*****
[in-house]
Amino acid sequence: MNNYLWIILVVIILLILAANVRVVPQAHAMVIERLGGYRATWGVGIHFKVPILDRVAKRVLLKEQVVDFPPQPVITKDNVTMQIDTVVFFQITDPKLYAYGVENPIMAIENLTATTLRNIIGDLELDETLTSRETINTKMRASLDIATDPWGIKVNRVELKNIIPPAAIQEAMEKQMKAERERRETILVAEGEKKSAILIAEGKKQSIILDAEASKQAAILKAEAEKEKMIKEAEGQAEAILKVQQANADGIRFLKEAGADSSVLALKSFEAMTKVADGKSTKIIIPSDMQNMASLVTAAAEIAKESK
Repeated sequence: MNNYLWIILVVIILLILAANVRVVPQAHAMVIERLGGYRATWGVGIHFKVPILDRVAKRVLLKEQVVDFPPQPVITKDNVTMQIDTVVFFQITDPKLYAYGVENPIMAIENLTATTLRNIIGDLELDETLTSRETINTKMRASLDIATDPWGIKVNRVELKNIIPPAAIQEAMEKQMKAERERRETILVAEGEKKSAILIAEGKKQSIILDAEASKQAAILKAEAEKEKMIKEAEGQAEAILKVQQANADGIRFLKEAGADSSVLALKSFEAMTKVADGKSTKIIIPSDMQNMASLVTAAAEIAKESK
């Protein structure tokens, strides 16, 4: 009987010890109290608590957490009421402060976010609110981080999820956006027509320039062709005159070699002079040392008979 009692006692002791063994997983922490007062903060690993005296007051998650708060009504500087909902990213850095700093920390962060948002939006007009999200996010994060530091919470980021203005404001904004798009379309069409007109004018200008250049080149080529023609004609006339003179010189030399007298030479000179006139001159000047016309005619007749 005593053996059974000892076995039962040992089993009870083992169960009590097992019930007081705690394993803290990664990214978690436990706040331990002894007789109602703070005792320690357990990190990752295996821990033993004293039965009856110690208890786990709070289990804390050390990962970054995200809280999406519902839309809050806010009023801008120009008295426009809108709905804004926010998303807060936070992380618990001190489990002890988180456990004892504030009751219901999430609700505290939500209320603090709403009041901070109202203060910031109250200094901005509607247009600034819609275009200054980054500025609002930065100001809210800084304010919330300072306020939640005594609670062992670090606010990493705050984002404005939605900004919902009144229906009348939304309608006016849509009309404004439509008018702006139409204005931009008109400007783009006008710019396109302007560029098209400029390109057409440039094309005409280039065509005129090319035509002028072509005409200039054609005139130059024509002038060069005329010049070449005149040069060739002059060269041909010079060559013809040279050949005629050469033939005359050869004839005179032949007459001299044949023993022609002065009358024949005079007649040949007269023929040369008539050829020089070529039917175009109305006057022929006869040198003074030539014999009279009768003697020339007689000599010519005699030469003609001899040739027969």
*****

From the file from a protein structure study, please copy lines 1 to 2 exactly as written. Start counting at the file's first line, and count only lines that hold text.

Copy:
[in-house]
Amino acid sequence: MNNYLWIILVVIILLILAANVRVVPQAHAMVIERLGGYRATWGVGIHFKVPILDRVAKRVLLKEQVVDFPPQPVITKDNVTMQIDTVVFFQITDPKLYAYGVENPIMAIENLTATTLRNIIGDLELDETLTSRETINTKMRASLDIATDPWGIKVNRVELKNIIPPAAIQEAMEKQMKAERERRETILVAEGEKKSAILIAEGKKQSIILDAEASKQAAILKAEAEKEKMIKEAEGQAEAILKVQQANADGIRFLKEAGADSSVLALKSFEAMTKVADGKSTKIIIPSDMQNMASLVTAAAEIAKESK